> On Tue, 9 Jul 2019 14:14:06 -0400, bitrex <user@example.net> wrote: > >> On 7/9/19 12:04 PM, John Larkin wrote: >>> On Tue, 9 Jul 2019 12:02:02 -0400, bitrex <user@example.net> wrote: >>> >>>> With a more appropriate op amp and better choice of operating >>>> point for the diode it looks like the lambda diode load really does >>>> provide a significant bandwidth improvement as compared to a resistive >>>> load for the gyrator in the high-pass configuration, about 4x, here: >>>> >>>> <https://imgur.com/a/NZM9lBl> >>>> >>>> While preserving the low-frequency response >>> >>> Why not a capacitor and a resistor as a highpass? That will go to GHz. >>> >>> >>> >> >> The "L"-R highpass is the simplest example I could think of for >> experimenting with using the LD this way. >> >> I can't of a great real-world use case for a LR gyrator high-pass >> structure off the top of my head, maybe someone knows of one > > I never understood the appeal of gyrators. One opamp, or one LC, makes > a second-order section. > > Maybe they have some advantages for on-chip analog filters. JT used to > like them. > >
There used to be a Bob Pease video on YT where he designed a floating inductance gyrator of very large value like 1H or something, someone posted it here at one point, idk if anyone agreed with my belief at the time that a floating 1H equivalent inductance gyrator that's limited to tens of uA of output current is IMO a fucking useless device it's a resistor made with like 12 parts
On Tuesday, July 9, 2019 at 2:23:15 PM UTC-4, John Larkin wrote:
> On Tue, 9 Jul 2019 14:14:06 -0400, bitrex <user@example.net> wrote: > > >On 7/9/19 12:04 PM, John Larkin wrote: > >> On Tue, 9 Jul 2019 12:02:02 -0400, bitrex <user@example.net> wrote: > >> > >>> With a more appropriate op amp and better choice of operating > >>> point for the diode it looks like the lambda diode load really does > >>> provide a significant bandwidth improvement as compared to a resistive > >>> load for the gyrator in the high-pass configuration, about 4x, here: > >>> > >>> <https://imgur.com/a/NZM9lBl> > >>> > >>> While preserving the low-frequency response > >> > >> Why not a capacitor and a resistor as a highpass? That will go to GHz. > >> > >> > >> > >> > > > >The "L"-R highpass is the simplest example I could think of for > >experimenting with using the LD this way. > > > >I can't of a great real-world use case for a LR gyrator high-pass > >structure off the top of my head, maybe someone knows of one >
Well for me it was that can get good caps, (and inductors, are more complicated.) I like the state variable filter... and better opamps, make it better. (mostly 100k Hz and below.) Speaking of caps. Is there a good, (good means mostly low dissipation factor, though size/ price also matters.) 1 uF cap? At 0.1 uF I'm using cog ceramics. Maybe I should just stack up 0.1uF ceramics and add some more R? (I'm using some polystyrene automotive ones from DK in the current design, but DF is not great.) George H.
> I never understood the appeal of gyrators. One opamp, or one LC, makes > a second-order section. > > Maybe they have some advantages for on-chip analog filters. JT used to > like them. >
> > -- > > John Larkin Highland Technology, Inc > picosecond timing precision measurement > > jlarkin att highlandtechnology dott com > http://www.highlandtechnology.com
On 7/9/19 8:27 PM, George Herold wrote:
> On Tuesday, July 9, 2019 at 2:23:15 PM UTC-4, John Larkin wrote: >> On Tue, 9 Jul 2019 14:14:06 -0400, bitrex <user@example.net> wrote: >> >>> On 7/9/19 12:04 PM, John Larkin wrote: >>>> On Tue, 9 Jul 2019 12:02:02 -0400, bitrex <user@example.net> wrote: >>>> >>>>> With a more appropriate op amp and better choice of operating >>>>> point for the diode it looks like the lambda diode load really does >>>>> provide a significant bandwidth improvement as compared to a resistive >>>>> load for the gyrator in the high-pass configuration, about 4x, here: >>>>> >>>>> <https://imgur.com/a/NZM9lBl> >>>>> >>>>> While preserving the low-frequency response >>>> >>>> Why not a capacitor and a resistor as a highpass? That will go to GHz. >>>> >>>> >>>> >>>> >>> >>> The "L"-R highpass is the simplest example I could think of for >>> experimenting with using the LD this way. >>> >>> I can't of a great real-world use case for a LR gyrator high-pass >>> structure off the top of my head, maybe someone knows of one >> > > Well for me it was that can get good caps, (and inductors, are more > complicated.) > > I like the state variable filter... and better opamps, make it better. > (mostly 100k Hz and below.) > > Speaking of caps. Is there a good, (good means mostly > low dissipation factor, though size/ price also matters.) > 1 uF cap? At 0.1 uF I'm using cog ceramics. > Maybe I should just stack up 0.1uF ceramics and add some > more R? > (I'm using some polystyrene automotive ones from DK > in the current design, but DF is not great.) > > George H.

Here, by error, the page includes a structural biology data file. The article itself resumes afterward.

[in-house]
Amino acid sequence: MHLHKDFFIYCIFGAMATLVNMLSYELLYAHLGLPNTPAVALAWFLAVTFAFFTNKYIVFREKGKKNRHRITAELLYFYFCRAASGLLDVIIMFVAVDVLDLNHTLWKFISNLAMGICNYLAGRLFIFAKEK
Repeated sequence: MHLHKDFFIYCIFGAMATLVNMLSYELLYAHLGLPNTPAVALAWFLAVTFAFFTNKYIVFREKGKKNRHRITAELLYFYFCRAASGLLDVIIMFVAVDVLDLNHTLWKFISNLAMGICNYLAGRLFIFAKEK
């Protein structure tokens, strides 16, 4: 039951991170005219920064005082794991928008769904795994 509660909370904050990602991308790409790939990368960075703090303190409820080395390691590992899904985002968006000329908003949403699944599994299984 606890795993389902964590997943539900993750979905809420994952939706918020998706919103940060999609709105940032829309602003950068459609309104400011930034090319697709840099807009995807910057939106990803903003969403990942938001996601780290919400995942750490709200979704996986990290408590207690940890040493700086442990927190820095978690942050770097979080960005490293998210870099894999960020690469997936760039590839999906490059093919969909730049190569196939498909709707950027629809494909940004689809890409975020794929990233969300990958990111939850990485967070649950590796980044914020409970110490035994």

Which are the ones you're using now, specifically? 1uF polystyrene caps sounds pricey and large! The PCB mount plastic caps I've used in that range before are these metalized polyester EVOX/KEMET units: <https://www.mouser.com/datasheet/2/212/F3294_MMK-1101858.pdf> about $1 in singles, 50 cent in hundreds for the 63VDC type. the loss tangent is rated at <= 0.005 @ 1kHz.
On 7/9/19 2:18 PM, John Larkin wrote:
> On Tue, 9 Jul 2019 14:14:06 -0400, bitrex <user@example.net> wrote: > >> On 7/9/19 12:04 PM, John Larkin wrote: >>> On Tue, 9 Jul 2019 12:02:02 -0400, bitrex <user@example.net> wrote: >>> >>>> With a more appropriate op amp and better choice of operating >>>> point for the diode it looks like the lambda diode load really does >>>> provide a significant bandwidth improvement as compared to a resistive >>>> load for the gyrator in the high-pass configuration, about 4x, here: >>>> >>>> <https://imgur.com/a/NZM9lBl> >>>> >>>> While preserving the low-frequency response >>> >>> Why not a capacitor and a resistor as a highpass? That will go to GHz. >>> >>> >>> >>> >> >> The "L"-R highpass is the simplest example I could think of for >> experimenting with using the LD this way. >> >> I can't of a great real-world use case for a LR gyrator high-pass >> structure off the top of my head, maybe someone knows of one > > I never understood the appeal of gyrators. One opamp, or one LC, makes > a second-order section. > > Maybe they have some advantages for on-chip analog filters. JT used to > like them. > >
The main benefit of op amp gyrators is low component sensitivity--it's 0.5, just like a passive LC. I've never used a built-up one either. On the other hand, a cap multiplier is also a gyrator. ;) Cheers Phil Hobbs -- Dr Philip C D Hobbs Principal Consultant ElectroOptical Innovations LLC / Hobbs ElectroOptics Optics, Electro-optics, Photonics, Analog Electronics Briarcliff Manor NY 10510 http://electrooptical.net http://hobbs-eo.com